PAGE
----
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Mitch Cuckovich

10-8-15
Ed. 333
Professor Finn
The Transitions Curriculum: Personal Management
Personal Management poses the question: Who am I and how can I
achieve the personal power I need to be in control of my life?
Transition Area
Personal Management has four specific units:
1.
2.
3.
4.

Increase your personal power


Communicate effectively with adults and peers
Choose a career
Choose the right education and training

Personal Management content includes:

Decision-making strategies
Self-control strategies
Anger & conflict management skills
Realistic appraisal of assets
Career choices
Identifying work strengths
Compensating for disabilities
Use of positive self-talk
Vocational aptitude
Summary of Performance (SoP)
Continuing education

Format

Personal Management is the first volume of three in The


Transition Curriculum. In the Personal Management volume, you
will find 192 student handouts. Each handout corresponds to a
specific unit and lesson.

Contact/Ordering Information

Website: http://www.stanfield.com/products/school-to-workskills/transitions-curriculum/
Phone: 1.800.421.6534

Fax: 1.805.897.1187
Email to submit any order documents or special requests:
maindesk@stanfield.com
If you have a question or comment outside of the normal
business hours, you can reach them on Facebook 24/7 @
https://www.facebook.com/stanfieldcompany
Physical Address
James Stanfield Co., Inc.
Drawer: WEB
P.O. Box 41058
Santa Barbara, CA 93140
Learning Characteristics of the student for whom this curriculum
would be age appropriate:
The Transitions Curriculum was originally developed for secondary and
middle school students who are at risk and is designed to respond to
concerns that have been expressed about high drop-out rates, and lack of
preparation for the work world. The Transitions Curriculum is also effective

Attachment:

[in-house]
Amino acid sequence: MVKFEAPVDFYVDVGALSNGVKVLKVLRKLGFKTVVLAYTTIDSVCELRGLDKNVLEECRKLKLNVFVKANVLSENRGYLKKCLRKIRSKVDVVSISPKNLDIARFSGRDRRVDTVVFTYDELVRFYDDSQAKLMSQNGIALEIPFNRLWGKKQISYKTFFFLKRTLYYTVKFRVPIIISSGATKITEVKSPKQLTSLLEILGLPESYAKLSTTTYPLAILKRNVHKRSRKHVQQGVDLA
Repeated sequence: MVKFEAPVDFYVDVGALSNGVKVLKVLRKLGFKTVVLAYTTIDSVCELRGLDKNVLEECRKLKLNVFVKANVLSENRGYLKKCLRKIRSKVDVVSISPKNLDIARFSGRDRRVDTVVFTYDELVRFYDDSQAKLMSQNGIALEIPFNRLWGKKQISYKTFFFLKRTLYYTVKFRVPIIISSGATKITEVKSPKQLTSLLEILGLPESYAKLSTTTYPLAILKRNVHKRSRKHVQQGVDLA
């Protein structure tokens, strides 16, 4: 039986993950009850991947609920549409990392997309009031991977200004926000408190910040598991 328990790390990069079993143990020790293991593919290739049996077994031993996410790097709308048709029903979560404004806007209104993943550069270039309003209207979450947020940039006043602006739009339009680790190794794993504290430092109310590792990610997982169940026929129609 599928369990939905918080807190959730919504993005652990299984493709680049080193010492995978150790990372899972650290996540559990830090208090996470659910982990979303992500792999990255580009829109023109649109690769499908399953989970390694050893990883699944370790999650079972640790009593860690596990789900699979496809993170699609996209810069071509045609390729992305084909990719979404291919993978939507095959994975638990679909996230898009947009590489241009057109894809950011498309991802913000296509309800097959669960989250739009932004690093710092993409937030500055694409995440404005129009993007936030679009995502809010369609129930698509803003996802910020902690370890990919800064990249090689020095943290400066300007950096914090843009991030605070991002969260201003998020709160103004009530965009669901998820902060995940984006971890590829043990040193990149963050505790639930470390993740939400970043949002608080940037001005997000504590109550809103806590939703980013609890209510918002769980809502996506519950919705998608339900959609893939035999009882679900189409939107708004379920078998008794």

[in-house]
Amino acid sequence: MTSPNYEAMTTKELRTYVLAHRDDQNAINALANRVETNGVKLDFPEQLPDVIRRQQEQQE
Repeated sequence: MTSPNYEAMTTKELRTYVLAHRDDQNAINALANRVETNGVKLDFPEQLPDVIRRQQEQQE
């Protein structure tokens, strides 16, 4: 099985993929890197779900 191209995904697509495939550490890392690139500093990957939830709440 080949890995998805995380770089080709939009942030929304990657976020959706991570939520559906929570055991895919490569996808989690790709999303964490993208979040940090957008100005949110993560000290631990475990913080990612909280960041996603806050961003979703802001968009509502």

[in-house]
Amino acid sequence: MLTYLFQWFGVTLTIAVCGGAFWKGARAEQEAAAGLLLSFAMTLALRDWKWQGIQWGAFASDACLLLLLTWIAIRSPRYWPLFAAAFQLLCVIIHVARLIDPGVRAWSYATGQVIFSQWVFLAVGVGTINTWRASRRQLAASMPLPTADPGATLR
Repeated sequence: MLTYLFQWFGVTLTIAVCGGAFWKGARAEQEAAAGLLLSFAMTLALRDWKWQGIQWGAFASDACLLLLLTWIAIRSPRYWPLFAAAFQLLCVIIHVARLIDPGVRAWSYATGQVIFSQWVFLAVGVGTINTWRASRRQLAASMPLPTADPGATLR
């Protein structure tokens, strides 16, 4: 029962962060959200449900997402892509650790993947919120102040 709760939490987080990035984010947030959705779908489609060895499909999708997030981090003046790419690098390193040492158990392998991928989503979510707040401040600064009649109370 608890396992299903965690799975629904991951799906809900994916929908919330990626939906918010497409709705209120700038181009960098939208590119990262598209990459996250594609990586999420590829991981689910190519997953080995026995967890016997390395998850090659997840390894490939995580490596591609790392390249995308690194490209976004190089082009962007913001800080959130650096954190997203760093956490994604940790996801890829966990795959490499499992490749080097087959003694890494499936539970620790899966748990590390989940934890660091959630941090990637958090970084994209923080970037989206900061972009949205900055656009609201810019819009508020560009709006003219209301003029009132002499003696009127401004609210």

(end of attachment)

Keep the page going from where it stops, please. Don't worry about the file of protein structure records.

with:

Those identified as having needed alternative or modified curriculum in


order to experience success in school
Those who, for various reasons, have experienced difficulty or failure in
school
Those with a history of poor attendance or who are predictable dropouts.
Those who already have made poor choices that significantly will
impact their future.

Although The Transitions Curriculum is especially important for students atrisk, it is also effective with students in:
Adult education programs
General education classes
Vocational, alternative, or community school programs.
Programs with a functional curriculum
In these cases, teachers will want to modify the level of challenge in The
Transitions Curriculum lessons to meet the needs of each student.
Specific Transition needs (as listed in the TPI) that may be
addressed by using The Transitions Curriculum. The student will
(examples from TPI):

I understand my strengths and limitations


I can speak up for my self-interests and needs.
I make my own decisions about my personal life
I set goals for myself based on my own preferences, interests,
strengths, and needs.
I get along well with family members and relatives
I get along well with people outside of my family
I make and keep friends in different settings
I can name occupations I think I would like the most
I know about jobs I am interested in and what they require
I choose jobs that fit my interests, preferences, and strengths
I know how to get into a college or career-technical program that
meets my needs
I have the study and organization skills expected by instructors in a
college or career-technical program
I know how to get the help that I need in a college or career-technical
program from the office of services for students with disabilities.

Additional information concerning The Transitions Curriculum:


Over the course of two years, 38 transition teachers piloted the TRANSITIONS
Curriculum with 430 students. Input from these teachers found the
following:
The Curriculum, taught either as a separate class or infused into a core
course, will interest and excite students to set realistic career and life
goals and implement a plan to achieve their goals
The Curriculum will blend with the core curriculum, using life and
career issues when applied to the skills they learn in academic courses
The Curriculum will provide an atmosphere for students to increase
their self-esteem and social relationships
The Curriculum will build a problem-solving and decision-making skills
that will add confidence and a sense of responsibility.
The Curriculum will provide a foundation for students to make realistic
decisions about careers in a marketplace in which unskilled jobs, by the year
2000, will represent 15% of the labor force; specialized jobs, 65%; and those
jobs requiring a college degree, 20%.